The point, supposedly, is that government funding for the sciences is in jeopardy from a science-hostile administration and Congressional majority. With all the organizers' noble aims at a non-partisan event, the speakers missed multiple opportunities to point out the adversary and tell the assembled thousands what they might do to overcome that adversary.
DePinho On Point
The only speaker who prescribed any action was, fittingly, Dr. Ronald DePinho, the former president at MD Anderson Cancer Center. DePinho recently resigned after six turbulent years at the helm of the Good Ship Anderson. Almost as soon as he arrived in 2011, he began stepping on some very prestigious toes by redirecting funding to his "moon shot" initiative involving gene mapping and genetic therapy for various cancers. He brought in top researchers from all over the world, effectively sending the message that the faculty at the nation's foremost cancer hospital weren't good enough. He did all this while insisting in interviews that he was implementing a less top-down structure—that, indeed, he was working for the faculty and staff. Generally, you don't get to be president of a major academic institution like MDACC without some political acumen.
Among various platitudes about the importance of science, DePinho urged us do some politicking ourselves. He advised those assembled to contact three Congresscritters before a big budget cut for the National Institutes for Health comes up for a committee vote this coming Friday: Senate Appropriations Chair Roy Blunt (R-MO), ranking Democrat on Appropriations Patty Murray (D-WA), and House Appropriations Chair Tom Cole (R-OK).
After sitting on the lawn facing City Hall and listening to about eight speakers, it seemed as if the speakers were having a contest to see who could utter the word science the most in a five-minute speech. There was far too much "Science is awesome! You can make a living doing science!" For my taste, there wasn't nearly enough "Science is under attack by a cadre of fascist wannabes who'd rather build big walls and drop big bombs on brown people, and who will personally profit from the ongoing climate disaster."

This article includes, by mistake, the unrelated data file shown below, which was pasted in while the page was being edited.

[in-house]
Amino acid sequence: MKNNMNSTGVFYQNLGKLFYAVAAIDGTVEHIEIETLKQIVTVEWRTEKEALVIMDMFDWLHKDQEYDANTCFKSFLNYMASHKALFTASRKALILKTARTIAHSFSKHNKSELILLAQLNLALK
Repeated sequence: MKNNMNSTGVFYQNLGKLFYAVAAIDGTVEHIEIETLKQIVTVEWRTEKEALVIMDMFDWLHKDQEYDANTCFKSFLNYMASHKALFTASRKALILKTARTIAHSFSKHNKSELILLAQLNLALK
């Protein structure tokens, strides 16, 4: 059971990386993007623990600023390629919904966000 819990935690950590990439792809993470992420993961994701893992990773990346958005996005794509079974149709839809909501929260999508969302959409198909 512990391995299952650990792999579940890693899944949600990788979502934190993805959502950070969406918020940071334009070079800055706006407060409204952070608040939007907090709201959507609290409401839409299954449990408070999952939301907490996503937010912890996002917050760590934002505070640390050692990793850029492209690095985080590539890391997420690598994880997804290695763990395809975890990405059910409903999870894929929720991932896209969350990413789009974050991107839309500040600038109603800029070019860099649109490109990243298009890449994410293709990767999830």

A theoretical astrophysicist who had spent his entire career in oil & gas continued the whole "Science is teh awesome" theme, by which time I'd had my fill. I told a churchmate nearby, "I think I'm getting platitude poisoning. I'm gonna go."
Earth Day's Lament: They Co-opted Me with Science!
Earth Day died screaming. Apparently, standing behind a microphone and telling people that science is vital to saving the world as we know it from climate change would be too partisan for this non-partisan event. There's nothing wrong in principle with non-partisan demonstrations, but this was severely lacking in passion.
This still represents a great improvement over the Earth Day celebrations we used to have downtown, which were usually sponsored by Enron or some other fossil fuel giant. The turnout was actually higher (by my estimate) than the demonstration against the invasion of Iraq in 2003, what was then the largest political demonstration in Houston's history. I guess we can thank our alleged president for making protest cool again.
Otherwise, however, the march left me with the impression that Earth Day had been shoved aside in favor of Big Science (hallelujah, yodel-ay-hee-hoo). Since its founding in 1970, the day has existed to celebrate environmentalism. Plenty of the participants in the march exhibited their awareness of that purpose; the organizers and speakers seem to have forgotten.
Folks, it's not so much that the right-wing junta in charge of America, or their fan club, denies that science is awesome. Yes, there's a small contingent of retrograde Americans who insist that if it ain't in the Bible, it don't exist. Yes, there's rampant scientific ignorance across the land, which is reflected in our state and federal legislatures. But on Earth Day, we should "keep our eye on the ball," as Doris "Granny D" Haddock once said. The ball is Mother Earth. Those ignorami in Congress and the White House are making policies bereft of scientific backing, making decisions that imperil billions of people and animals, that will destroy entire ecosystems. Having a world left on which to do one's science is kind of important.